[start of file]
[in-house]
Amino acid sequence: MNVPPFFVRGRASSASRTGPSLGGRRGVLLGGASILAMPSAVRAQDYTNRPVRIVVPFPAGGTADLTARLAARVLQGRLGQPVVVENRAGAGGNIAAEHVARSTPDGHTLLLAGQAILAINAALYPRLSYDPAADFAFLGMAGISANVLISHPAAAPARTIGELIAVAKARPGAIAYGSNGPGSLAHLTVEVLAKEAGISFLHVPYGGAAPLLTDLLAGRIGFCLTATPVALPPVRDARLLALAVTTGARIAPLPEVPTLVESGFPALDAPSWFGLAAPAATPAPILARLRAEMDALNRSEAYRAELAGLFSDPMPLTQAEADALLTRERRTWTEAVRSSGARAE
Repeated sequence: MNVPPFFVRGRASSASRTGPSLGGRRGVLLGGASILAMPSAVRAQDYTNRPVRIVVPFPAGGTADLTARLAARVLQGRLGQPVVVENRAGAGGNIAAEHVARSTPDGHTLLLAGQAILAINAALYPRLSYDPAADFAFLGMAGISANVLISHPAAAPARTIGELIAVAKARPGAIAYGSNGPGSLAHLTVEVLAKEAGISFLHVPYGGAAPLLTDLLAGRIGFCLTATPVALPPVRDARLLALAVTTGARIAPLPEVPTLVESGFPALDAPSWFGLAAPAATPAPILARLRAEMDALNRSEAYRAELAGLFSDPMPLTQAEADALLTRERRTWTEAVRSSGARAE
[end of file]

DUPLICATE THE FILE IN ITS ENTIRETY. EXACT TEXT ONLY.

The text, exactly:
[in-house]
Amino acid sequence: MNVPPFFVRGRASSASRTGPSLGGRRGVLLGGASILAMPSAVRAQDYTNRPVRIVVPFPAGGTADLTARLAARVLQGRLGQPVVVENRAGAGGNIAAEHVARSTPDGHTLLLAGQAILAINAALYPRLSYDPAADFAFLGMAGISANVLISHPAAAPARTIGELIAVAKARPGAIAYGSNGPGSLAHLTVEVLAKEAGISFLHVPYGGAAPLLTDLLAGRIGFCLTATPVALPPVRDARLLALAVTTGARIAPLPEVPTLVESGFPALDAPSWFGLAAPAATPAPILARLRAEMDALNRSEAYRAELAGLFSDPMPLTQAEADALLTRERRTWTEAVRSSGARAE
Repeated sequence: MNVPPFFVRGRASSASRTGPSLGGRRGVLLGGASILAMPSAVRAQDYTNRPVRIVVPFPAGGTADLTARLAARVLQGRLGQPVVVENRAGAGGNIAAEHVARSTPDGHTLLLAGQAILAINAALYPRLSYDPAADFAFLGMAGISANVLISHPAAAPARTIGELIAVAKARPGAIAYGSNGPGSLAHLTVEVLAKEAGISFLHVPYGGAAPLLTDLLAGRIGFCLTATPVALPPVRDARLLALAVTTGARIAPLPEVPTLVESGFPALDAPSWFGLAAPAATPAPILARLRAEMDALNRSEAYRAELAGLFSDPMPLTQAEADALLTRERRTWTEAVRSSGARAE